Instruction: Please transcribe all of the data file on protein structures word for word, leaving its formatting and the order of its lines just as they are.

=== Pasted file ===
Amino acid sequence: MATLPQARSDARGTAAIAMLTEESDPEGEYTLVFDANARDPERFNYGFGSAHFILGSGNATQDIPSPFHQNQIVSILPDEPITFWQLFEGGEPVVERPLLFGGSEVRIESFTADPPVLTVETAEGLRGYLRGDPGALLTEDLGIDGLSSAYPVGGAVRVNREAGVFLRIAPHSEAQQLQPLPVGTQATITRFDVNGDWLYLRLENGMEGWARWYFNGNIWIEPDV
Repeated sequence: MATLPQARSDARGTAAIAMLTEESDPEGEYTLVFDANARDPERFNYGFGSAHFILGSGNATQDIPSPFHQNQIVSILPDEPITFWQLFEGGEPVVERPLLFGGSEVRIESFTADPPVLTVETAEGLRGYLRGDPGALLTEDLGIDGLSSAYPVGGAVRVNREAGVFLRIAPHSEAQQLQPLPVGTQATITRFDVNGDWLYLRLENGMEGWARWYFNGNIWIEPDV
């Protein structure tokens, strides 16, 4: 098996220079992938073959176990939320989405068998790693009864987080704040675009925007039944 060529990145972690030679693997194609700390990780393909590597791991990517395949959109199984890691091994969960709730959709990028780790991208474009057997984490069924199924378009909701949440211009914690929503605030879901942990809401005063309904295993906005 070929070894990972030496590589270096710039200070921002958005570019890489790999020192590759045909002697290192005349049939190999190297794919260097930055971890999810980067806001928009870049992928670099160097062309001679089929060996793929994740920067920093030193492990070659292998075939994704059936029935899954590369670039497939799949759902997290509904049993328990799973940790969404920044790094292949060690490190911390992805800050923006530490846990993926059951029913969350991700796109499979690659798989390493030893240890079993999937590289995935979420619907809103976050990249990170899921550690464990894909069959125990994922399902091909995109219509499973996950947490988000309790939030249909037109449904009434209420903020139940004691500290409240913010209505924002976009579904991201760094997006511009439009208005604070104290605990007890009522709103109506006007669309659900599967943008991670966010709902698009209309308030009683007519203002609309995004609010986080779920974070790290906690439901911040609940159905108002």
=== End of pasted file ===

Amino acid sequence: MATLPQARSDARGTAAIAMLTEESDPEGEYTLVFDANARDPERFNYGFGSAHFILGSGNATQDIPSPFHQNQIVSILPDEPITFWQLFEGGEPVVERPLLFGGSEVRIESFTADPPVLTVETAEGLRGYLRGDPGALLTEDLGIDGLSSAYPVGGAVRVNREAGVFLRIAPHSEAQQLQPLPVGTQATITRFDVNGDWLYLRLENGMEGWARWYFNGNIWIEPDV
Repeated sequence: MATLPQARSDARGTAAIAMLTEESDPEGEYTLVFDANARDPERFNYGFGSAHFILGSGNATQDIPSPFHQNQIVSILPDEPITFWQLFEGGEPVVERPLLFGGSEVRIESFTADPPVLTVETAEGLRGYLRGDPGALLTEDLGIDGLSSAYPVGGAVRVNREAGVFLRIAPHSEAQQLQPLPVGTQATITRFDVNGDWLYLRLENGMEGWARWYFNGNIWIEPDV
């Protein structure tokens, strides 16, 4: 098996220079992938073959176990939320989405068998790693009864987080704040675009925007039944 060529990145972690030679693997194609700390990780393909590597791991990517395949959109199984890691091994969960709730959709990028780790991208474009057997984490069924199924378009909701949440211009914690929503605030879901942990809401005063309904295993906005 070929070894990972030496590589270096710039200070921002958005570019890489790999020192590759045909002697290192005349049939190999190297794919260097930055971890999810980067806001928009870049992928670099160097062309001679089929060996793929994740920067920093030193492990070659292998075939994704059936029935899954590369670039497939799949759902997290509904049993328990799973940790969404920044790094292949060690490190911390992805800050923006530490846990993926059951029913969350991700796109499979690659798989390493030893240890079993999937590289995935979420619907809103976050990249990170899921550690464990894909069959125990994922399902091909995109219509499973996950947490988000309790939030249909037109449904009434209420903020139940004691500290409240913010209505924002976009579904991201760094997006511009439009208005604070104290605990007890009522709103109506006007669309659900599967943008991670966010709902698009209309308030009683007519203002609309995004609010986080779920974070790290906690439901911040609940159905108002």